[¶8] On September 11, 2012, the trial court entered a written order finding that Nielsen had established that the Stig was a gift from Koerner and that she had failed to establish that the gift had been revoked. The court ordered that judgment was entered in favor of Nielsen and that he shall continue to be the Stig's rightful owner.
[¶9] The Bystander's Report reflects that the court stated that it found for Nielsen because Koerner had not met her burden. Koerner argued that the burden was on Nielsen to show with clear and convincing evidence that a valid inter vivos gift had occurred. The court disagreed, stating that " the burden was on [Koerner]," and ruled in favor of Nielsen. On October 9, 2012, Koerner filed a timely notice of appeal pursuant to Illinois Supreme Court Rule 303 (eff. May 30, 2008). Therefore, this court has jurisdiction to consider Koerner's arguments on appeal.
[¶11] On appeal, Koerner contends that the trial court erred in finding that a valid inter vivos gift had occurred and in imposing the burden of proof on her regarding the gift. The facts of this case are uncontested. As such, we are presented with a mixed question of law and fact, which we review under the clearly erroneous standard of review. United States Fidelity & Guaranty Co. v. Old Orchard Plaza Ltd. Partnership, 333 Ill.App.3d 727, 736, 776 N.E.2d 812, 267 Ill.Dec. 440 (2002).
[¶12] Initially, we observe that Koerner filed an action in replevin. The primary purpose of this statutory proceeding is to test the right of possession of personal property and to place the successful party in possession of that property. Carroll v. Curry, 392 Ill.App.3d 511, 513-14, 912 N.E.2d 272, 332 Ill.Dec. 86 (2009). A plaintiff commences such an action by filing a verified complaint describing the property at issue, stating that she is lawfully entitled to its possession, and stating that the property is being wrongfully detained by defendant. Id. at 514. After holding a hearing on the matter, the court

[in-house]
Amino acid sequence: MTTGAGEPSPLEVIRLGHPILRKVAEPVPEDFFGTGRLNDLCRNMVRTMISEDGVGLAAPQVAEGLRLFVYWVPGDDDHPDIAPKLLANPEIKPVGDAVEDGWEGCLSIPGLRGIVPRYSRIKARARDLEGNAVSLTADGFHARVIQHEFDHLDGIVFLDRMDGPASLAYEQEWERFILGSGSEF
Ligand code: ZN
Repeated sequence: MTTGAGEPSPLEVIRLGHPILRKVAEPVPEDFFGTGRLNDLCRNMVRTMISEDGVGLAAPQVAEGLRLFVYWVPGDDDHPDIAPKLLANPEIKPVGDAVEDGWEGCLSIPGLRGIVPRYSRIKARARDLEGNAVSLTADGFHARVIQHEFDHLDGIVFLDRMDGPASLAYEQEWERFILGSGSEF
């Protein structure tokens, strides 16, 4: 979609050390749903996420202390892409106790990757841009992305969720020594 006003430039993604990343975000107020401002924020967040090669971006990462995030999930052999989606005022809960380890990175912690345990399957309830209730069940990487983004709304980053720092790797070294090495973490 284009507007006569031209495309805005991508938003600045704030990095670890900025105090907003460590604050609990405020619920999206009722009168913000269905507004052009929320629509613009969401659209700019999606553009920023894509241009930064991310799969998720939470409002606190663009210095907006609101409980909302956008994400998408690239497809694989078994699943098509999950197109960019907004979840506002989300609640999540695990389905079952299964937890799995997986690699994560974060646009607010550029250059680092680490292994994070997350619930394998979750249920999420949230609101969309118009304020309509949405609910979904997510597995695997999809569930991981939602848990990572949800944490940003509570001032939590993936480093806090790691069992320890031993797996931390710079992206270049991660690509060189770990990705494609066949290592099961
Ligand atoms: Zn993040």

shall issue an order of replevin if plaintiff establishes a prima facie case to a superior right of possession of the property and if plaintiff also demonstrates to the court the probability that she will ultimately prevail on the underlying claim of the right to possession. Id.
[¶13] Accordingly, in a replevin action, plaintiff bears the burden of establishing that she is lawfully entitled to possession of the property at issue and that defendant wrongfully detained the property and refuses to deliver possession of the property to plaintiff. Id. If plaintiff makes such a prima facie showing, the burden then shifts to defendant to establish the elements of a valid gift by clear, convincing and unequivocal evidence. In re Estate of Wittmond, 314 Ill.App.3d 720, 729-30, 732 N.E.2d 659, 247 Ill.Dec. 604 (2000).